A couple of comments: Public transport is cheaper for me than owning a car. I have not owned a car for more than 10 years, now. My basic transport needs are taken care of by a weekly rail ticket, the cost of which is considerably less than I would spend on petrol alone if I drove to work. My workplace provides parking, but charge for it. So I save that as well.

    Another benefit of public transport that is rarely mentioned, although I saw it get a guernsey in one earlier post, is the effect it has in reducing congestion on the roads. This was brought home to me, in dramatic fashion, a number of years ago, now, when a train got stuck on the harbour bridge, causing much of the network to shut down for several hours. The Sydney CBD and surrounding suburbs became virtually gridlocked as friends and relatives drove their cars into the city to pick up stranded commuters. I got a lift with a colleague heading from the inner city to Parramatta, and this trip took several hours! I have sometimes thought that they should shut down the rail more often, just to remind people of the service it provides to everyone, even those who don’t use it.

  3. Tom the first and best


    Correct. Buses that travel along the more major roads instead of slow windy tours through the back streets. Buses going to the CBD instead of the local station is usually a waste.

  4. Dudley Horscroft

    “In Sydney, this would mean a limited number of extremely high frequency bus routes travelling along roads like Anzac Parade and Parramatta Road, fed by services from adjoining suburbs that do not make it all the way into the city.” [Michael R James, 14]

    Not quite. In those two locations what is needed is large trams operating on their own tracks. Check on NearMap or Google and you will see that almost the whole of Parramatta Road from Norton Street in is 6 lanes, but the two kerb side lanes are bus lanes. Thus in the peak direction, buses occupy a full lane, and cars/other vehicles the other two. Put trams in the centre on their own lanes and there are still two lanes free for cars/other vehicles. Better still, the buses tend to move outside their own lane if they wish to overtake a bus at a stop, and delay other traffic. Trams can’t. But given their own lanes, and traffic light priority, they can do the trip from Norton Street to Circular Quay in 20 minutes, peak and off-peak. Buses can do it in 16, but only the first bus of the day. In the peak they take 30 minutes or more.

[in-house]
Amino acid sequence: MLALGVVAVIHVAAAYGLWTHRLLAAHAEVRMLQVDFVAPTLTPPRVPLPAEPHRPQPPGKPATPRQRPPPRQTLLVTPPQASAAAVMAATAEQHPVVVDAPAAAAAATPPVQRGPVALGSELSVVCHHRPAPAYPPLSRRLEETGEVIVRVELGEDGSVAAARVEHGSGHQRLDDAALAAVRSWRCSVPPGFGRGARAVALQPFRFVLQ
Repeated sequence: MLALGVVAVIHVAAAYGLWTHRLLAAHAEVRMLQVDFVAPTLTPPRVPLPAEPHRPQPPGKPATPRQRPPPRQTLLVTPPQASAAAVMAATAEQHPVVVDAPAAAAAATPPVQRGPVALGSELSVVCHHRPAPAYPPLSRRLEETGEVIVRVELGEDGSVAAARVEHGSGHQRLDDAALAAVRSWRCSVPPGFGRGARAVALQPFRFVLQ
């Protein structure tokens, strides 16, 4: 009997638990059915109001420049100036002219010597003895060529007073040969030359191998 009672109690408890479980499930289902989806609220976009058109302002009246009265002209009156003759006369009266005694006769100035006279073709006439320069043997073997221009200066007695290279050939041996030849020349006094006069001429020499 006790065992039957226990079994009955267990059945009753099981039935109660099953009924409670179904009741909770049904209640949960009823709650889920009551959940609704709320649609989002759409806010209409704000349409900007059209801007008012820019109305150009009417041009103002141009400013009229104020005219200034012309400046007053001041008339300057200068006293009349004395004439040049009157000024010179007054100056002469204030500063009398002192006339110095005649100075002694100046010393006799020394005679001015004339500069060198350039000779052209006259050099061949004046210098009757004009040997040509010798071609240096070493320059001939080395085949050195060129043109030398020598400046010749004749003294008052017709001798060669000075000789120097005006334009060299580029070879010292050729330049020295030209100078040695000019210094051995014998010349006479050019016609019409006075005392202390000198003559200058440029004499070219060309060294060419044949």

Same applies, more or less, to the Randwick routes to the Uni and POW Hospital.

  5. Gobillino

    “more direct buses”

    I suspect Tom First… is referring to less circuitous, rather than more buses focussed on a single terminus

  6. michael r james

    “more direct buses”

    No, that is a recipe for a dysfunctional system. Witness Brisbane’s nonsense in trying to run buses from outer suburban Siberias all the way into the CBD, where they clog several bottlenecks into standstill (Google buses and Victoria Bridge) with often nearly-empty buses and make the larger bus stations a nightmare to use.

    I hate a system that relies too much on buses but acknowledge they are a necessary component but they need to be used in an intelligent network (just like Metro systems):

    Interchange the ticket to ending bus nightmare
    Jacob Saulwick, January 4, 2012

    (Jarrett Walker:) ”With Taylor Square and Newtown . . . I was just stunned to think of how difficult it was to travel between two such incredibly high demand, busy, public transport oriented places,”
    But the solution, from Walker’s perspective, is not to do the obvious thing and put on more direct buses connecting the two points, or more 352s. This is how governments have tended to solve transport problems in Sydney. As demand has grown, governments have met the need by adding extra bus routes through the suburbs.
    Most of these routes run from their suburban origins right into the CBD.
    But what this bias towards a radial bus network has left us with is the sorry irony we have at the moment: the city centre is teeming with public transport – all those buses – but they are so clogged they are of little use to anyone.
    Walker’s solution is for governments to embrace what they have often been loathe to touch: encouraging connections, or compelling passengers to change from one bus or train to another. This is where the logic becomes counter-intuitive. If you want to build good public transport links between two locations, the solution is not necessarily to put on more direct links between the two locations.
    In Sydney, this would mean a limited number of extremely high frequency bus routes travelling along roads like Anzac Parade and Parramatta Road, fed by services from adjoining suburbs that do not make it all the way into the city.]